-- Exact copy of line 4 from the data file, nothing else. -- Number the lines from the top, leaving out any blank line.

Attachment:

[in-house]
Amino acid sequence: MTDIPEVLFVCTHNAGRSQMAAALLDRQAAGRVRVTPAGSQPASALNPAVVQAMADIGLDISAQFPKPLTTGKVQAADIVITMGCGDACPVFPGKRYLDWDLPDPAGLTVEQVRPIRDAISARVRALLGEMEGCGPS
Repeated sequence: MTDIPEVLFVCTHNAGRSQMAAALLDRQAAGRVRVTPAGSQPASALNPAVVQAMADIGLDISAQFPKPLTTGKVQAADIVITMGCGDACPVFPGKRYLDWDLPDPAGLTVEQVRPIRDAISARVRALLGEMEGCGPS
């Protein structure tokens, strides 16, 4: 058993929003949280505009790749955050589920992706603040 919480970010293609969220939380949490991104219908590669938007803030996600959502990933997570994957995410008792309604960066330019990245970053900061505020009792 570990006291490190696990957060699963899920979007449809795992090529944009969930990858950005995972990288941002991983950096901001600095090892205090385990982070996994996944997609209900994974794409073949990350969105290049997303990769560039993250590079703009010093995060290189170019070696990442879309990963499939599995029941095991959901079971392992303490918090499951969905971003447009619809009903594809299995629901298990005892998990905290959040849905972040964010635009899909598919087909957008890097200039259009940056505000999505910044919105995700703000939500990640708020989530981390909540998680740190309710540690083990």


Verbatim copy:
């Protein structure tokens, strides 16, 4: 058993929003949280505009790749955050589920992706603040 919480970010293609969220939380949490991104219908590669938007803030996600959502990933997570994957995410008792309604960066330019990245970053900061505020009792 570990006291490190696990957060699963899920979007449809795992090529944009969930990858950005995972990288941002991983950096901001600095090892205090385990982070996994996944997609209900994974794409073949990350969105290049997303990769560039993250590079703009010093995060290189170019070696990442879309990963499939599995029941095991959901079971392992303490918090499951969905971003447009619809009903594809299995629901298990005892998990905290959040849905972040964010635009899909598919087909957008890097200039259009940056505000999505910044919105995700703000939500990640708020989530981390909540998680740190309710540690083990």